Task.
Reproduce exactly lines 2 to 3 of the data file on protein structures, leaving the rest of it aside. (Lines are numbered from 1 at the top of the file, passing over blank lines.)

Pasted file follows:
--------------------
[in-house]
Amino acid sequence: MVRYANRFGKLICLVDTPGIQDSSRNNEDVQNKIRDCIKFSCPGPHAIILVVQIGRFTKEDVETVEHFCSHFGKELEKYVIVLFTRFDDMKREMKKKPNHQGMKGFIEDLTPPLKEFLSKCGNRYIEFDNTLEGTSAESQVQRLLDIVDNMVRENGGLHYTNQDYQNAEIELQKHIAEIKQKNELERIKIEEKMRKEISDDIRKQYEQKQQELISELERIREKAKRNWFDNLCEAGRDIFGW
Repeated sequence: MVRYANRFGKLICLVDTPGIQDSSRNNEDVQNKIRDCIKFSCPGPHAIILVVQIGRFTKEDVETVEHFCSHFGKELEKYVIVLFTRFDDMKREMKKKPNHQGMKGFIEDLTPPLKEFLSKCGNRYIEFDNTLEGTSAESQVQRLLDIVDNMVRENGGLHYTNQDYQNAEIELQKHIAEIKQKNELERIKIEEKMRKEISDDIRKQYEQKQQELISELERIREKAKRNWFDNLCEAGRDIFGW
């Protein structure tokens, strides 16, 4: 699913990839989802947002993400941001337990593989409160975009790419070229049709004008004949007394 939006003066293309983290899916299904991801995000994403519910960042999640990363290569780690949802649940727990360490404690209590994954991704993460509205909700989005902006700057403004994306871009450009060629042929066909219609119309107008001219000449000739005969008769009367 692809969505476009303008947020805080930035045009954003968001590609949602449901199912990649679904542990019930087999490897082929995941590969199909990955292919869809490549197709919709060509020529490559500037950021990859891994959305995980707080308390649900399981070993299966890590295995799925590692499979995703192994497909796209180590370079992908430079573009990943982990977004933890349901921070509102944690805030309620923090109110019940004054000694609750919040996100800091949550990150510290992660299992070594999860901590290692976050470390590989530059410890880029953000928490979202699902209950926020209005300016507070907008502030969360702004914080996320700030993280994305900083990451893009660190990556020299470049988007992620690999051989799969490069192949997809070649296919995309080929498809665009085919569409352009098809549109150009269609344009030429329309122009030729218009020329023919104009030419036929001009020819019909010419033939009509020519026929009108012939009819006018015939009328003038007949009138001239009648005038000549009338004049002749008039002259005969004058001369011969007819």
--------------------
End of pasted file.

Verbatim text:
Amino acid sequence: MVRYANRFGKLICLVDTPGIQDSSRNNEDVQNKIRDCIKFSCPGPHAIILVVQIGRFTKEDVETVEHFCSHFGKELEKYVIVLFTRFDDMKREMKKKPNHQGMKGFIEDLTPPLKEFLSKCGNRYIEFDNTLEGTSAESQVQRLLDIVDNMVRENGGLHYTNQDYQNAEIELQKHIAEIKQKNELERIKIEEKMRKEISDDIRKQYEQKQQELISELERIREKAKRNWFDNLCEAGRDIFGW
Repeated sequence: MVRYANRFGKLICLVDTPGIQDSSRNNEDVQNKIRDCIKFSCPGPHAIILVVQIGRFTKEDVETVEHFCSHFGKELEKYVIVLFTRFDDMKREMKKKPNHQGMKGFIEDLTPPLKEFLSKCGNRYIEFDNTLEGTSAESQVQRLLDIVDNMVRENGGLHYTNQDYQNAEIELQKHIAEIKQKNELERIKIEEKMRKEISDDIRKQYEQKQQELISELERIREKAKRNWFDNLCEAGRDIFGW